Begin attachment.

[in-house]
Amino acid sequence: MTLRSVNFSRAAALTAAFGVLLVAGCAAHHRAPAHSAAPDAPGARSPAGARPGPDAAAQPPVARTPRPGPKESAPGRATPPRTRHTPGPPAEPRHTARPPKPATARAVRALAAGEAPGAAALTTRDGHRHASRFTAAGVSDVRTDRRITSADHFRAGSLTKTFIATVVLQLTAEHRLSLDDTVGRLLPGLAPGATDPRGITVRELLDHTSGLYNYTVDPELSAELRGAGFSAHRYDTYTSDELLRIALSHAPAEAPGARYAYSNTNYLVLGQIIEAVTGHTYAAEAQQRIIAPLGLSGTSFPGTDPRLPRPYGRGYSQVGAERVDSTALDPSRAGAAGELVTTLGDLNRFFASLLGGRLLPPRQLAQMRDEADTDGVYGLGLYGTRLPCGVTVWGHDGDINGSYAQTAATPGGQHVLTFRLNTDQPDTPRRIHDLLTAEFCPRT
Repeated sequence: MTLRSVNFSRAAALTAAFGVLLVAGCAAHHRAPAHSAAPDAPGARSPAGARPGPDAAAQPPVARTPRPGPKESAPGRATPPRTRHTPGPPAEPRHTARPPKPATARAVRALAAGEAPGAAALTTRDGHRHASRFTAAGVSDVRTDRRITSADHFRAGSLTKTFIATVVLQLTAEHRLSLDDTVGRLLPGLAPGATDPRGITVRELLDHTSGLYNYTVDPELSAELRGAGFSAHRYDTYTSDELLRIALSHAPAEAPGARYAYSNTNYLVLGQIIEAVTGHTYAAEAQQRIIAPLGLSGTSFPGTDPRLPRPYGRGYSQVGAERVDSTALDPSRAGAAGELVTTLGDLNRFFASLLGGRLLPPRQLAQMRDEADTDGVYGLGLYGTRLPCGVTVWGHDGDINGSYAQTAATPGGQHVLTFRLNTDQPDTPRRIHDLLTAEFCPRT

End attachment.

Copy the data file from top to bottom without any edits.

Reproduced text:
[in-house]
Amino acid sequence: MTLRSVNFSRAAALTAAFGVLLVAGCAAHHRAPAHSAAPDAPGARSPAGARPGPDAAAQPPVARTPRPGPKESAPGRATPPRTRHTPGPPAEPRHTARPPKPATARAVRALAAGEAPGAAALTTRDGHRHASRFTAAGVSDVRTDRRITSADHFRAGSLTKTFIATVVLQLTAEHRLSLDDTVGRLLPGLAPGATDPRGITVRELLDHTSGLYNYTVDPELSAELRGAGFSAHRYDTYTSDELLRIALSHAPAEAPGARYAYSNTNYLVLGQIIEAVTGHTYAAEAQQRIIAPLGLSGTSFPGTDPRLPRPYGRGYSQVGAERVDSTALDPSRAGAAGELVTTLGDLNRFFASLLGGRLLPPRQLAQMRDEADTDGVYGLGLYGTRLPCGVTVWGHDGDINGSYAQTAATPGGQHVLTFRLNTDQPDTPRRIHDLLTAEFCPRT
Repeated sequence: MTLRSVNFSRAAALTAAFGVLLVAGCAAHHRAPAHSAAPDAPGARSPAGARPGPDAAAQPPVARTPRPGPKESAPGRATPPRTRHTPGPPAEPRHTARPPKPATARAVRALAAGEAPGAAALTTRDGHRHASRFTAAGVSDVRTDRRITSADHFRAGSLTKTFIATVVLQLTAEHRLSLDDTVGRLLPGLAPGATDPRGITVRELLDHTSGLYNYTVDPELSAELRGAGFSAHRYDTYTSDELLRIALSHAPAEAPGARYAYSNTNYLVLGQIIEAVTGHTYAAEAQQRIIAPLGLSGTSFPGTDPRLPRPYGRGYSQVGAERVDSTALDPSRAGAAGELVTTLGDLNRFFASLLGGRLLPPRQLAQMRDEADTDGVYGLGLYGTRLPCGVTVWGHDGDINGSYAQTAATPGGQHVLTFRLNTDQPDTPRRIHDLLTAEFCPRT